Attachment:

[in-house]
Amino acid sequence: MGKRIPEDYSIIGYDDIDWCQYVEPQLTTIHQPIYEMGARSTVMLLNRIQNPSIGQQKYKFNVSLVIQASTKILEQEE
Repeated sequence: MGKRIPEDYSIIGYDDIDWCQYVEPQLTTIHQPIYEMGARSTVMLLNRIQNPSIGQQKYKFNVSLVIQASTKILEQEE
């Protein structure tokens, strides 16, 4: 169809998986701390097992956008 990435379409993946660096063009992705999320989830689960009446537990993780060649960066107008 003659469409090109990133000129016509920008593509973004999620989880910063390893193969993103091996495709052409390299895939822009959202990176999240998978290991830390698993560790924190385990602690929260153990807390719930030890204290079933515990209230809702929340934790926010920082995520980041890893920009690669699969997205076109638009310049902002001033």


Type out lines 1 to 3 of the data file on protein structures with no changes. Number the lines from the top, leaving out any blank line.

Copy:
[in-house]
Amino acid sequence: MGKRIPEDYSIIGYDDIDWCQYVEPQLTTIHQPIYEMGARSTVMLLNRIQNPSIGQQKYKFNVSLVIQASTKILEQEE
Repeated sequence: MGKRIPEDYSIIGYDDIDWCQYVEPQLTTIHQPIYEMGARSTVMLLNRIQNPSIGQQKYKFNVSLVIQASTKILEQEE